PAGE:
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Sunday, 06 December 2015 17:00

2016 Ballot Issue: “State Health Care System”

Colorado voters will soon decide whether we should be the first state to implement a “single-payer” system, or universal health care for residents.  Keep an eye out for Initiative 20, the “State Health Care System”, which was certified recently as having obtained enough signatures to reach the 2016 ballot.

What this would mean to Colorado citizens:

  • Single-payer system through ColoradoCare; bills paid by them and not private insurance companies
  • Coverage would extend to anyone who earns income and lives in Colorado
  • People who qualify for existing federal health programs such as Medicaid and Worker’s Compensation would continue, but the administration would fall under ColoradoCare
  • Colorado residents would choose their own medical providers
  • 10% payroll tax–employers would pay 6.67% and employees would pay 3.33%.  Self-employed people would pay 10% of their net income.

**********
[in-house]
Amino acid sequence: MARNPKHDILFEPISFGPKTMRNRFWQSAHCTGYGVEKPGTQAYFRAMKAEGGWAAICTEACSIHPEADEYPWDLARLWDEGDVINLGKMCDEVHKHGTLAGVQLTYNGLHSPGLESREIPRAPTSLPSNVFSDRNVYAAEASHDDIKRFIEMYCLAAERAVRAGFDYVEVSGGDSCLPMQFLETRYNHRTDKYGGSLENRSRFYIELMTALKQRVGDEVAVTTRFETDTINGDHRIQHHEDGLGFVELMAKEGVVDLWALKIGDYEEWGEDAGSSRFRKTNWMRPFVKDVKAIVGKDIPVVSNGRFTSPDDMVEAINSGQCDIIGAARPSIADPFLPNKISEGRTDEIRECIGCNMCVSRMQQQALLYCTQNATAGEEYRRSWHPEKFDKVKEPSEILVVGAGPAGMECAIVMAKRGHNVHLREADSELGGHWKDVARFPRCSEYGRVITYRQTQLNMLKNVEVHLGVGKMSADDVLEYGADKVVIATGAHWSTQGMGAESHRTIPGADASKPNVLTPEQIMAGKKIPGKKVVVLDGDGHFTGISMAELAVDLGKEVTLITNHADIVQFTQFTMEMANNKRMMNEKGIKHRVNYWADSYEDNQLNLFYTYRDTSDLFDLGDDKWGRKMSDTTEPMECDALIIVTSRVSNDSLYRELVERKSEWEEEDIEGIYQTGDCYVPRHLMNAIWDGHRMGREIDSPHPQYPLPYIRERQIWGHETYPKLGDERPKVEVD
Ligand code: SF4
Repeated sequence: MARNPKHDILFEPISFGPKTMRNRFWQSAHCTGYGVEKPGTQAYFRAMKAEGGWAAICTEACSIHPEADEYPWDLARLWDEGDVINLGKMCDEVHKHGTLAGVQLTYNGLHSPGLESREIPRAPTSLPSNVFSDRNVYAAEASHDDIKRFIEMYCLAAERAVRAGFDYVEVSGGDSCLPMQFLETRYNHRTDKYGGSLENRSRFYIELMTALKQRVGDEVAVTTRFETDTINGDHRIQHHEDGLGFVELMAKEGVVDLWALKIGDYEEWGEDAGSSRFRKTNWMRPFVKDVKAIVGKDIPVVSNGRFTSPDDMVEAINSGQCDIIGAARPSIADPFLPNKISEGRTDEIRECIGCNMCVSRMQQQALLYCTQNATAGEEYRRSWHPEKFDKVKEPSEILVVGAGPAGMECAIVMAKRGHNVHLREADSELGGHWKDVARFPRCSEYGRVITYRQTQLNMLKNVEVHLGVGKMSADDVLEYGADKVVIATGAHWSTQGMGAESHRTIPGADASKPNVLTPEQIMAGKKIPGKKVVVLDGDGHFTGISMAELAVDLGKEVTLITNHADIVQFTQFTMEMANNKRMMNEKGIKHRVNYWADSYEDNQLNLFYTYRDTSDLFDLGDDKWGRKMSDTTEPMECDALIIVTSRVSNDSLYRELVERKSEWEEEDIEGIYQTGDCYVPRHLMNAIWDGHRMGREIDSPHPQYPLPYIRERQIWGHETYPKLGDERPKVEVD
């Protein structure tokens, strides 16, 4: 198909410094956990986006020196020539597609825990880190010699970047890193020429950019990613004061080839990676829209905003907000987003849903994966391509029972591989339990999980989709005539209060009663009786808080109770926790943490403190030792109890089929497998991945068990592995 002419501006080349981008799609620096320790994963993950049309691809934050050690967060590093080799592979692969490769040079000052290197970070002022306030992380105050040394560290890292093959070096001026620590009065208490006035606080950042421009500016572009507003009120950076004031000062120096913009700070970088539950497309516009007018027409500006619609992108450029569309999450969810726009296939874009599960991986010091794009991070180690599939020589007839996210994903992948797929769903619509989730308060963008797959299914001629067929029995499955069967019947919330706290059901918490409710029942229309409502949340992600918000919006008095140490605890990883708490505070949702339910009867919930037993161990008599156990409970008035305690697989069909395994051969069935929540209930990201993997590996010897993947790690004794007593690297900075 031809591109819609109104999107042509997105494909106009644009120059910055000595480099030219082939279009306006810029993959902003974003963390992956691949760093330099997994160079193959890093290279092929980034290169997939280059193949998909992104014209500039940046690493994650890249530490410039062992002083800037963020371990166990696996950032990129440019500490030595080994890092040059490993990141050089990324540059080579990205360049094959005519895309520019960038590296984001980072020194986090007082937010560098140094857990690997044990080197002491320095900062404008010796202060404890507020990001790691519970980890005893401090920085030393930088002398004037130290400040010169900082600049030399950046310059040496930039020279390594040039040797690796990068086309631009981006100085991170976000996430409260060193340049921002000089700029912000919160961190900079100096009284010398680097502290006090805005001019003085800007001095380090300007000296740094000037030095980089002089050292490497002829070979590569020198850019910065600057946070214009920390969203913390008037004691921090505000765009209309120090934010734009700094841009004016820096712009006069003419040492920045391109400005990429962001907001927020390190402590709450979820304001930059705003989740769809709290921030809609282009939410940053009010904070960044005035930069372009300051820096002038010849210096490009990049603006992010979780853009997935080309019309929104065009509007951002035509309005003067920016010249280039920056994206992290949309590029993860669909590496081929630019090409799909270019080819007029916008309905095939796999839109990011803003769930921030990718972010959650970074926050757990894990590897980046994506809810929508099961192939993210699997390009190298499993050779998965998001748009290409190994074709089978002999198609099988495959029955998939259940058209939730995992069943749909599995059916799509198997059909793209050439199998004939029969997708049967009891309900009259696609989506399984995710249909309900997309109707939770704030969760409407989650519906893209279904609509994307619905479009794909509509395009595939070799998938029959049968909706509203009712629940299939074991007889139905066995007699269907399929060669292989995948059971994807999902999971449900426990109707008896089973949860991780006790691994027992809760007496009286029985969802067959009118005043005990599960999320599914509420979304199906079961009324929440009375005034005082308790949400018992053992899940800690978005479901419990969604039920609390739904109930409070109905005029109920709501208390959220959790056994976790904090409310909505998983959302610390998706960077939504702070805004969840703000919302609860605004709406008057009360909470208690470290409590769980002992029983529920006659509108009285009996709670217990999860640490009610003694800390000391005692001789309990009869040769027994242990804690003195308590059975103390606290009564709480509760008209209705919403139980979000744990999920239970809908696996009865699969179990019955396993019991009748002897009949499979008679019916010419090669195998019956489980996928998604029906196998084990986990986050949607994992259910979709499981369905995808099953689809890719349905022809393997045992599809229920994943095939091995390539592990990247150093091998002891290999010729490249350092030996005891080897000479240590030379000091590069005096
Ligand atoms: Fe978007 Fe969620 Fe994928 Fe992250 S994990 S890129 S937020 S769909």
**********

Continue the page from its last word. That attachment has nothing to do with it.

The idea of a single-payer system for health care has been a hot topic for several years, and continues to be a heated debate.  Proponents, such as Ivan Miller, the Director of ColoradoCare and head of the Colorado Foundation for Universal Health Care, contend that this type of system would extend coverage for $5 billion less than they pay now, by reducing administrative costs associated with private insurance and the pharmaceutical industry.  Opponents of the bill, such as Byron McCurdy, Board President of the Colorado State Association of Health Underwriters, goes so far as to say that “A single-payer system would destroy our industry.”  Nearly one-fifth of Colorado jobs are in the health care industry, and the belief is that physicians and hospitals would be very difficult to recruit, and the idea of a better health care system would be shattered from the start.  Critics of this bill also warn that it is a massive expansion of government that would double the size of the Colorado budget, and it’s possible even that won’t be sufficient to fund the care we’ve come to expect.